Aboriginals’ fight for the franchise

| June 23, 2015 | 0 Comments
Mary McPherson won first place in the junior art category of the 2015 Aboriginal Arts & Stories contest for Cross Assimilation.

Mary McPherson won first place in the junior art category of the 2015 Aboriginal Arts & Stories contest for Cross Assimilation.

Imagine that your family has lived on the same land for generations. Over time, others arrive, take residence and establish a government whose rules now apply to you.  But they do not include you in consultations — in fact, they specifically exclude you.
This was the situation facing Aboriginal Peoples in Canada for much of the period following Confederation in 1867.  Although many First Nations people had the right to vote, it required renouncing their aboriginal status under a process known as “enfranchisement.” In 1885, under legislation brought forward by prime minister Sir John A. Macdonald, “Status Indians” — as they were known — who met existing requirements were given the right to vote. Yet Macdonald’s intent to extend the vote to all Aboriginal Peoples met with strong opposition. One result was that Aboriginal Peoples in areas involved in a recent Métis-First Nations rebellion were specifically excluded. In any event, that legislation did not last long: in 1898, seven years after Macdonald’s death in office, it was repealed.
Why the reluctance to give Aboriginal Peoples the vote?  Outright prejudice coupled with misguided, often paternalistic logic. The language used in the debate over the 1885 legislation was blunt and insulting — First Nations people were described as “low,” “filthy,” “barbarians” and “ignorant.”
Ultimately, it took participation in the First World War to give some Status Indians the vote, although it took until 1924 to fully enfranchise those veterans. In 1934, the Dominion Franchise Act explicitly disqualified First Nations people living on reserves as well as Inuit from voting, with the exception of war veterans.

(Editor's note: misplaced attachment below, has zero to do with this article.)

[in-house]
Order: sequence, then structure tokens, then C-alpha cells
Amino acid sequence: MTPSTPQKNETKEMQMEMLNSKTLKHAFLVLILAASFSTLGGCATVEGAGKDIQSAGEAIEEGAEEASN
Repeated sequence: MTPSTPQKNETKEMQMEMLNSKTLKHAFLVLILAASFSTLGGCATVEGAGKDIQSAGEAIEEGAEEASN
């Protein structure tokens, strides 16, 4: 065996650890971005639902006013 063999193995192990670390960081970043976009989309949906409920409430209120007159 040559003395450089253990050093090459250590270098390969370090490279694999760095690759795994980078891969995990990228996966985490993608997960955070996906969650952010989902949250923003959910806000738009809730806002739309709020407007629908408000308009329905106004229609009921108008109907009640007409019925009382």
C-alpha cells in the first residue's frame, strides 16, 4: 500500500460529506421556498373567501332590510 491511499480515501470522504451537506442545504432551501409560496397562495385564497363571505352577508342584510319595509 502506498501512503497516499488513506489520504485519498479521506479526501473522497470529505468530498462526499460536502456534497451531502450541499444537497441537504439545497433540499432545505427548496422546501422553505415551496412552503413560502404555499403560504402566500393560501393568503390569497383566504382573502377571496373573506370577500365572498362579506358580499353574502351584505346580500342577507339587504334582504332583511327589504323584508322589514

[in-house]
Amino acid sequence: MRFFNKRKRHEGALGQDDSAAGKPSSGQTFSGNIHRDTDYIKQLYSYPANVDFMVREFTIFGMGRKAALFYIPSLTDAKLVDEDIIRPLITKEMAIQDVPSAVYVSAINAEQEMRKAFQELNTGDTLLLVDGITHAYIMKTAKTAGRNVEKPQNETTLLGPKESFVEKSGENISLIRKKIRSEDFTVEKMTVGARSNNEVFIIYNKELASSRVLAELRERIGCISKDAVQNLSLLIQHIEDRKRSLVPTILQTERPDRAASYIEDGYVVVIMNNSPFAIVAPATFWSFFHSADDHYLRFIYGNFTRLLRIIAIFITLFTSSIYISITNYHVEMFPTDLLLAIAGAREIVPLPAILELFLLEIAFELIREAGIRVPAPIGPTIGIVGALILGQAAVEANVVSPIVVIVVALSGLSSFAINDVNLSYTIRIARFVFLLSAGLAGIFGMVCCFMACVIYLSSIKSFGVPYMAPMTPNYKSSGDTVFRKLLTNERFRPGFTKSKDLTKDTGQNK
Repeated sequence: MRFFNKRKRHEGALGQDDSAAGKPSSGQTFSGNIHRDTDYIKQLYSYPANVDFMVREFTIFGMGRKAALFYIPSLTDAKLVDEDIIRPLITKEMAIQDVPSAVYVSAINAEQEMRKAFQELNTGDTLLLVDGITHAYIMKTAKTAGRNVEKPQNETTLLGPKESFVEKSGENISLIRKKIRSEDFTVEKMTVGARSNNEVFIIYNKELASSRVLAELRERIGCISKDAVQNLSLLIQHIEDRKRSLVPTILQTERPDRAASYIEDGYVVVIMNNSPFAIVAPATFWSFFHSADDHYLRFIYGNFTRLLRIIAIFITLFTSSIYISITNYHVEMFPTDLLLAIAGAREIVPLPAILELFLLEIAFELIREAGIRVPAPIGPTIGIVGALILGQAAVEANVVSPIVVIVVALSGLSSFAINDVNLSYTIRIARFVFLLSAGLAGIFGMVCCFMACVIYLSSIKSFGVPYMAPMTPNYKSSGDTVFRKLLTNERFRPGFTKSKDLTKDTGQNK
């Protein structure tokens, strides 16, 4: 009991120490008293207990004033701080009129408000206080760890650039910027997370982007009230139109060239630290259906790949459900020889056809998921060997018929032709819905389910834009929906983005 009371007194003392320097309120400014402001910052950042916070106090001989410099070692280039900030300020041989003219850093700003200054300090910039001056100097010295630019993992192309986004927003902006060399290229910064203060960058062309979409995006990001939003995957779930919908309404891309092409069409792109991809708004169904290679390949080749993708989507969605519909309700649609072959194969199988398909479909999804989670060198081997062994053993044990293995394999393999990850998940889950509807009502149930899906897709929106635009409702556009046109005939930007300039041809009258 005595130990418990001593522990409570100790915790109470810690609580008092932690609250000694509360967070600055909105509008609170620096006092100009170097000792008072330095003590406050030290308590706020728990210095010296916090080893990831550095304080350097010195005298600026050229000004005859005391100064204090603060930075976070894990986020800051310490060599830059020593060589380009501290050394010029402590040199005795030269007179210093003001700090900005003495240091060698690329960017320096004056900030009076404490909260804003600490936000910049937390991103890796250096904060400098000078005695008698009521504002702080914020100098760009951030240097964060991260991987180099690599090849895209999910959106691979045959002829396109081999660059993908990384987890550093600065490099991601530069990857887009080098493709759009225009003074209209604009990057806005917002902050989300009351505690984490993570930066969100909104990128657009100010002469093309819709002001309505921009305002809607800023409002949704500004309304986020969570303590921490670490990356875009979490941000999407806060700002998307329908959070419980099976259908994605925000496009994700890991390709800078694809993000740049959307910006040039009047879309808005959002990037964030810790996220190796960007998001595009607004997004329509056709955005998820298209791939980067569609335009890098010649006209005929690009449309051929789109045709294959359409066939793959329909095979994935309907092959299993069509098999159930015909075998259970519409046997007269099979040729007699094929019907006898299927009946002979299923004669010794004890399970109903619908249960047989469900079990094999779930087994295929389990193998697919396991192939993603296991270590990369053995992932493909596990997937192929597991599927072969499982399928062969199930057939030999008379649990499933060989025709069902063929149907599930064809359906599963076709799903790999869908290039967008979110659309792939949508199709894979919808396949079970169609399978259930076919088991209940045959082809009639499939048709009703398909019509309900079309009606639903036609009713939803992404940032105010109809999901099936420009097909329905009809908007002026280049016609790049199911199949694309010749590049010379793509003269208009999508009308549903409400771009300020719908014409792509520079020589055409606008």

In 1950, Inuit were given the right to vote; although many lived so far from voting stations that the change had little practical application. In 1958, prime minister John Diefenbaker, an advocate of Aboriginal Peoples’ right to vote, appointed the first First Nations member of the Senate, James Gladstone, or Akay-na-muka. In 1960, Diefenbaker’s government extended the vote unconditionally to Aboriginal Peoples; and eight years later, Len Marchand of B.C. became the first “Status Indian” elected as an MP. Still, because of bickering over the classification of women based on whether they married a “Status Indian” or “Non-Status” male, it was not until 1985 that the act was amended to remove prolonged elements of discrimination against First Nations women.
Today, while many challenges remain, new occasions exist for Aboriginal Peoples in Canada to reflect on their past, including frustrations and achievements. Historica Canada holds an annual Aboriginal Arts & Stories contest, inviting aboriginal youth to explore the stories of their peoples. Since 2005, more than 2,500 youth have submitted visual art and writing for consideration by our jury of aboriginal artists and writers. Among this year’s winners is Shaelyn Johnston, who placed first in the senior writing category for Anishinaabemowin, a story that addresses the issue of language loss and tells of one woman’s vow to pass on the Ojibwe language to her daughter.
Other occasions include the month of June — declared National Aboriginal History Month in 2009 — and June 21 declared National Aboriginal Day in 1996.  In recent years, there is progress to celebrate: in the 2011 federal election, a record seven MPs of First Nations, Inuit or Métis origin were elected to the same House of Commons that once spurned their people.

Anthony Wilson-Smith is president of Historica Canada.

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Anthony Wilson-Smith is president of Historica Canada

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